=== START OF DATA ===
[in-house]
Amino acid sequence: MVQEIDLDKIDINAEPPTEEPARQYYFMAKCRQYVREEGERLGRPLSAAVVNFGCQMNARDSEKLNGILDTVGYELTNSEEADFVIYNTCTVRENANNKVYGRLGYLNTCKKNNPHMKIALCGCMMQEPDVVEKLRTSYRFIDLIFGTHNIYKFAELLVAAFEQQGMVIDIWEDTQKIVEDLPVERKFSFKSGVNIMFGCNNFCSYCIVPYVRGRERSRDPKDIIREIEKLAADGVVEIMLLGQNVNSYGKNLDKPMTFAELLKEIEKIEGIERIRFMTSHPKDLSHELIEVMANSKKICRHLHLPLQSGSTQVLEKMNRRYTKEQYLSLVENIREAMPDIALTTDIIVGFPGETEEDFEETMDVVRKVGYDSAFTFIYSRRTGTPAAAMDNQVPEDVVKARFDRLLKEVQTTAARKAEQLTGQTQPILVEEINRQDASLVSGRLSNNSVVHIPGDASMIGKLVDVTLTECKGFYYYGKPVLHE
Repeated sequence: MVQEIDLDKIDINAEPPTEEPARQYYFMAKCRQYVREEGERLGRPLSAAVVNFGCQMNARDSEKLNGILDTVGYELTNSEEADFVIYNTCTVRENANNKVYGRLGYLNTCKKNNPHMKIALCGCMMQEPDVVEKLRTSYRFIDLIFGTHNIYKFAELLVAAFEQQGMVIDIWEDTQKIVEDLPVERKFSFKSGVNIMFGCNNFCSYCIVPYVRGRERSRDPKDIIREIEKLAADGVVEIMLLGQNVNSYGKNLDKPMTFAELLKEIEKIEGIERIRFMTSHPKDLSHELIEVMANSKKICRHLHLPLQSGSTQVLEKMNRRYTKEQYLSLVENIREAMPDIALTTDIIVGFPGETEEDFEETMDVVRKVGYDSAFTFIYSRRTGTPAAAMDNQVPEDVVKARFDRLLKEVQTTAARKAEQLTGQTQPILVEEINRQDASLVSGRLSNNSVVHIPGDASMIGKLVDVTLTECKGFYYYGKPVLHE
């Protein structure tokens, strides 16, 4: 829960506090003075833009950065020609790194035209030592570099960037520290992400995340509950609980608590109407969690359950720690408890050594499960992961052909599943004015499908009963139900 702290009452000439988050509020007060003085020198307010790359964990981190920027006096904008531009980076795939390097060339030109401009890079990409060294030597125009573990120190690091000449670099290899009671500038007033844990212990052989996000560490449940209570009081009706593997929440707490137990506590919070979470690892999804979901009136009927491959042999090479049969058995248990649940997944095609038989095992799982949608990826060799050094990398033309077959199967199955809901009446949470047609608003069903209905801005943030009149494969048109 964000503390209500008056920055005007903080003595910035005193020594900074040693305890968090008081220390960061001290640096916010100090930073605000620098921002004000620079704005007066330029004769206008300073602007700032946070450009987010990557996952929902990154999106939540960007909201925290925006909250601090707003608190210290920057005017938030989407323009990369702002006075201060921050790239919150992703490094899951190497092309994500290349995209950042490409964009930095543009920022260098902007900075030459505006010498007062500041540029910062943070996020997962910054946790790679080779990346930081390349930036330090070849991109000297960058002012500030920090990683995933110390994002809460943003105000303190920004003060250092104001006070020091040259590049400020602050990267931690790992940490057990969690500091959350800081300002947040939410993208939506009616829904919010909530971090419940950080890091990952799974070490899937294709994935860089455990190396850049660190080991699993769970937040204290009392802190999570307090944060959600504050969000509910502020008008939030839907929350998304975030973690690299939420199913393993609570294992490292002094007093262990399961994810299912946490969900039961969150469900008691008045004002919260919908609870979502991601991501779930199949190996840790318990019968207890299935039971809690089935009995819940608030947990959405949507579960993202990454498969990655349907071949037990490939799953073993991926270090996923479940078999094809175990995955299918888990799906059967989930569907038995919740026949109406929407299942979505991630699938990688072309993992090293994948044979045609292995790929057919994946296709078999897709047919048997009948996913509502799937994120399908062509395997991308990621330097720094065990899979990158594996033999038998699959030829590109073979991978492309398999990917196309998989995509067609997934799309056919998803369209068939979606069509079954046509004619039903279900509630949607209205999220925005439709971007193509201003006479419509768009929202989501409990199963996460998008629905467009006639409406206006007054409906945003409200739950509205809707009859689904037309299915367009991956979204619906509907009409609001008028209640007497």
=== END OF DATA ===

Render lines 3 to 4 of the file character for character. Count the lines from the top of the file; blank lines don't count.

Repeated sequence: MVQEIDLDKIDINAEPPTEEPARQYYFMAKCRQYVREEGERLGRPLSAAVVNFGCQMNARDSEKLNGILDTVGYELTNSEEADFVIYNTCTVRENANNKVYGRLGYLNTCKKNNPHMKIALCGCMMQEPDVVEKLRTSYRFIDLIFGTHNIYKFAELLVAAFEQQGMVIDIWEDTQKIVEDLPVERKFSFKSGVNIMFGCNNFCSYCIVPYVRGRERSRDPKDIIREIEKLAADGVVEIMLLGQNVNSYGKNLDKPMTFAELLKEIEKIEGIERIRFMTSHPKDLSHELIEVMANSKKICRHLHLPLQSGSTQVLEKMNRRYTKEQYLSLVENIREAMPDIALTTDIIVGFPGETEEDFEETMDVVRKVGYDSAFTFIYSRRTGTPAAAMDNQVPEDVVKARFDRLLKEVQTTAARKAEQLTGQTQPILVEEINRQDASLVSGRLSNNSVVHIPGDASMIGKLVDVTLTECKGFYYYGKPVLHE
């Protein structure tokens, strides 16, 4: 829960506090003075833009950065020609790194035209030592570099960037520290992400995340509950609980608590109407969690359950720690408890050594499960992961052909599943004015499908009963139900 702290009452000439988050509020007060003085020198307010790359964990981190920027006096904008531009980076795939390097060339030109401009890079990409060294030597125009573990120190690091000449670099290899009671500038007033844990212990052989996000560490449940209570009081009706593997929440707490137990506590919070979470690892999804979901009136009927491959042999090479049969058995248990649940997944095609038989095992799982949608990826060799050094990398033309077959199967199955809901009446949470047609608003069903209905801005943030009149494969048109 964000503390209500008056920055005007903080003595910035005193020594900074040693305890968090008081220390960061001290640096916010100090930073605000620098921002004000620079704005007066330029004769206008300073602007700032946070450009987010990557996952929902990154999106939540960007909201925290925006909250601090707003608190210290920057005017938030989407323009990369702002006075201060921050790239919150992703490094899951190497092309994500290349995209950042490409964009930095543009920022260098902007900075030459505006010498007062500041540029910062943070996020997962910054946790790679080779990346930081390349930036330090070849991109000297960058002012500030920090990683995933110390994002809460943003105000303190920004003060250092104001006070020091040259590049400020602050990267931690790992940490057990969690500091959350800081300002947040939410993208939506009616829904919010909530971090419940950080890091990952799974070490899937294709994935860089455990190396850049660190080991699993769970937040204290009392802190999570307090944060959600504050969000509910502020008008939030839907929350998304975030973690690299939420199913393993609570294992490292002094007093262990399961994810299912946490969900039961969150469900008691008045004002919260919908609870979502991601991501779930199949190996840790318990019968207890299935039971809690089935009995819940608030947990959405949507579960993202990454498969990655349907071949037990490939799953073993991926270090996923479940078999094809175990995955299918888990799906059967989930569907038995919740026949109406929407299942979505991630699938990688072309993992090293994948044979045609292995790929057919994946296709078999897709047919048997009948996913509502799937994120399908062509395997991308990621330097720094065990899979990158594996033999038998699959030829590109073979991978492309398999990917196309998989995509067609997934799309056919998803369209068939979606069509079954046509004619039903279900509630949607209205999220925005439709971007193509201003006479419509768009929202989501409990199963996460998008629905467009006639409406206006007054409906945003409200739950509205809707009859689904037309299915367009991956979204619906509907009409609001008028209640007497």